Visiting scholars, artists, and practitioners complement the substantial expertise of our faculty. These positions create opportunities for our students to learn from a wider spectrum of talented, passionate people and for our faculty to work alongside experts who otherwise would not be at the University.

Endow a Professor of Practice with a gift of $1.5 million

Professors of Practice are leaders outside of academia. As successful and innovative practitioners in their respective fields, their experiences and perspectives are an invaluable resource to our undergraduate and graduate students. These positions allow departments to tap into a well of expertise not traditionally part of a university education to create powerful collaborations between academic and practical experts.

Endow a Visiting Professorship with a gift of $1.5 million

Visiting professors are prominent scholars from other universities who are invited to join the School for a semester or academic year. Through research and teaching, they engage our students and faculty, supporting cross-university collaboration and knowledge-sharing.

Fund an Artist-in-Residence with an endowed gift of $1.5 million

Artists-in-residence are outstanding visual artists, actors, musicians, writers, and other creative practitioners who are based in departments and centers and work with students and faculty. They act as mentors and collaborators, as well as showcase their creative work with exhibitions, readings, or public performances. Artists-in-residence consider academic, social, and cultural questions in light of their creative practices and are vital voices in our community.

Professors of practice bring accomplished leaders from business, government, or the arts into classrooms to complement the expertise of the School’s standing faculty. Howard Neukrug, a professor of practice in the Department of Earth and Environmental Science, is the former Commissioner and CEO of the Philadelphia Water Department. His expertise in urban water systems is driving innovation and creating opportunities for students to bridge scholarly and practical knowledge.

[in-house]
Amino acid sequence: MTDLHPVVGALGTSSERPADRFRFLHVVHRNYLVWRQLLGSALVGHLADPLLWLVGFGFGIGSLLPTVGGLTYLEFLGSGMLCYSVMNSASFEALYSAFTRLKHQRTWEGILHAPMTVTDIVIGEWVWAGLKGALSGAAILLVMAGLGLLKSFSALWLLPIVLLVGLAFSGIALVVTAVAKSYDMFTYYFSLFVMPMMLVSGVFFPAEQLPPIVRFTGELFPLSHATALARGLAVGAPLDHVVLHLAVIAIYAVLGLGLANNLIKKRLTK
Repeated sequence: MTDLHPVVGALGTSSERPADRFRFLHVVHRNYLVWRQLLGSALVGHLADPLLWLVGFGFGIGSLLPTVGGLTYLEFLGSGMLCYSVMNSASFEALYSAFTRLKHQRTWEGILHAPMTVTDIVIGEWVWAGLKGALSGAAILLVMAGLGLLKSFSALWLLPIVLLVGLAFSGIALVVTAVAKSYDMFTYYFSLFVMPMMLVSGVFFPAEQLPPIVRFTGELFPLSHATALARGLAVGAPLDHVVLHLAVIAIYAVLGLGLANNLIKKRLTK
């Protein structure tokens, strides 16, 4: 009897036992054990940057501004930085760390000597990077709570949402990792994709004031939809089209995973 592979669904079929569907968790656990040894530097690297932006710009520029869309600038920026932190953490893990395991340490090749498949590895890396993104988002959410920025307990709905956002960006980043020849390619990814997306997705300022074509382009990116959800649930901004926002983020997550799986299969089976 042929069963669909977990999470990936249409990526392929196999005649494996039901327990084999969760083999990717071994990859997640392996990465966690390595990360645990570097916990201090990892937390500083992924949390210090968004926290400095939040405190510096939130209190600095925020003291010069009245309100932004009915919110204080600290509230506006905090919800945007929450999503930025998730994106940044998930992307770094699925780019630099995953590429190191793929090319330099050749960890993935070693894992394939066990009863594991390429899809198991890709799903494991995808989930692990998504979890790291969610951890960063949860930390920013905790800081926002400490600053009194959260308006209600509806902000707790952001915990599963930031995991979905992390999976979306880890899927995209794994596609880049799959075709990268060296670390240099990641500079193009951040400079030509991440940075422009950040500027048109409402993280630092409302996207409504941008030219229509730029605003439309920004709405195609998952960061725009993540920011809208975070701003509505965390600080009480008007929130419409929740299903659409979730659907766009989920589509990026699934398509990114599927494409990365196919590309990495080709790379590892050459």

Support Early Promise

Supporting emerging academic leaders and nascent research projects is a priority for the School. This investment in the creation of new knowledge distinguishes Penn Arts & Sciences and ensures our faculty will continue to be leaders and innovators.

Fund a faculty fellowship with a term gift of $500,000

Faculty fellowships accomplish the same goal as an endowed professorship but on a temporary basis. Term funds provide support for one of the School’s exceptional scholars for a period of five years, and are important in rewarding faculty who are in early or mid-career. Faculty fellowships are integral to the School’s ongoing effort to pursue scholars who focus on big ideas and generate collaboration across the disciplines.

Support faculty research funds with an endowed or term gift of $125,000–$500,000

Dedicated faculty research funds enable scholars to begin innovative projects; to support needs such as research assistants, equipment, and supplies; or to travel to professional conferences. In today’s funding climate, which is challenging even for established scholars, such flexible and assured support is highly valued. These funds enhance the School’s ability to recruit and retain faculty by providing a dedicated source of research support and are a demonstration of the School’s commitment to supporting and promoting faculty at key moments in their research careers.

Endow a Presidential Professorship with a gift of $1.5 million

Presidential professorships are held by a distinguished faculty member for a five-year term, allowing a constant infusion of new talent and fresh perspectives.

Faculty fellows like Ileana Pérez-Rodríguez, Assistant Professor of Earth and Environmental Science and Elliman Faculty Fellow, help advance the School’s research priorities. Her research focuses on the interactions of microorganisms and earth materials and how organisms use energy and materials, work that advances the School’s commitment to energy research.


To learn more about supporting faculty, please contact Deb Rhebergen, Vice Dean for Advancement, at